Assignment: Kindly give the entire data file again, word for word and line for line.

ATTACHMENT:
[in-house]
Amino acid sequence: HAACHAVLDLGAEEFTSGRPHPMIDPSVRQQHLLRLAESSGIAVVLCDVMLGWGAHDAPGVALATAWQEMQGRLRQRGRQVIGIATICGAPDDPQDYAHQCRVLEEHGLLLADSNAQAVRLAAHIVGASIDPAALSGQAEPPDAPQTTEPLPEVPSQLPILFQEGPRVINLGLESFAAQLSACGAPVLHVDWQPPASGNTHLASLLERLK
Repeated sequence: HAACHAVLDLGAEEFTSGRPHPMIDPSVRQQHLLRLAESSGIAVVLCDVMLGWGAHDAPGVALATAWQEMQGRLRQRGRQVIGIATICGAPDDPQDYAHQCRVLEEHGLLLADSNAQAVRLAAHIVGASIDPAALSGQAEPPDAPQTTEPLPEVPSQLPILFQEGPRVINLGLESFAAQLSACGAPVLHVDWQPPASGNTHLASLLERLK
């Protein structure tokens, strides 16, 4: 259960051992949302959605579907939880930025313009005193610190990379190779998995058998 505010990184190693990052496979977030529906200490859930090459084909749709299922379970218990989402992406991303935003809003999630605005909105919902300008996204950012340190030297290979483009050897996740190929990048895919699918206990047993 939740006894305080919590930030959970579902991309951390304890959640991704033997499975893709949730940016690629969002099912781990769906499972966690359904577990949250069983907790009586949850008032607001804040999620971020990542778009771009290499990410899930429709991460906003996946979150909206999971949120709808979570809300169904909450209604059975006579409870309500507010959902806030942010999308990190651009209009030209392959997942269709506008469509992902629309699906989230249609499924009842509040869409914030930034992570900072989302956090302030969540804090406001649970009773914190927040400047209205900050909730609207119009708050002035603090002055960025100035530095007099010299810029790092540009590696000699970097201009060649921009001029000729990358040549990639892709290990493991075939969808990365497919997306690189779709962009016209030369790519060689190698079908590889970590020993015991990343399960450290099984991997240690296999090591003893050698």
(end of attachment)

[in-house]
Amino acid sequence: HAACHAVLDLGAEEFTSGRPHPMIDPSVRQQHLLRLAESSGIAVVLCDVMLGWGAHDAPGVALATAWQEMQGRLRQRGRQVIGIATICGAPDDPQDYAHQCRVLEEHGLLLADSNAQAVRLAAHIVGASIDPAALSGQAEPPDAPQTTEPLPEVPSQLPILFQEGPRVINLGLESFAAQLSACGAPVLHVDWQPPASGNTHLASLLERLK
Repeated sequence: HAACHAVLDLGAEEFTSGRPHPMIDPSVRQQHLLRLAESSGIAVVLCDVMLGWGAHDAPGVALATAWQEMQGRLRQRGRQVIGIATICGAPDDPQDYAHQCRVLEEHGLLLADSNAQAVRLAAHIVGASIDPAALSGQAEPPDAPQTTEPLPEVPSQLPILFQEGPRVINLGLESFAAQLSACGAPVLHVDWQPPASGNTHLASLLERLK
């Protein structure tokens, strides 16, 4: 259960051992949302959605579907939880930025313009005193610190990379190779998995058998 505010990184190693990052496979977030529906200490859930090459084909749709299922379970218990989402992406991303935003809003999630605005909105919902300008996204950012340190030297290979483009050897996740190929990048895919699918206990047993 939740006894305080919590930030959970579902991309951390304890959640991704033997499975893709949730940016690629969002099912781990769906499972966690359904577990949250069983907790009586949850008032607001804040999620971020990542778009771009290499990410899930429709991460906003996946979150909206999971949120709808979570809300169904909450209604059975006579409870309500507010959902806030942010999308990190651009209009030209392959997942269709506008469509992902629309699906989230249609499924009842509040869409914030930034992570900072989302956090302030969540804090406001649970009773914190927040400047209205900050909730609207119009708050002035603090002055960025100035530095007099010299810029790092540009590696000699970097201009060649921009001029000729990358040549990639892709290990493991075939969808990365497919997306690189779709962009016209030369790519060689190698079908590889970590020993015991990343399960450290099984991997240690296999090591003893050698």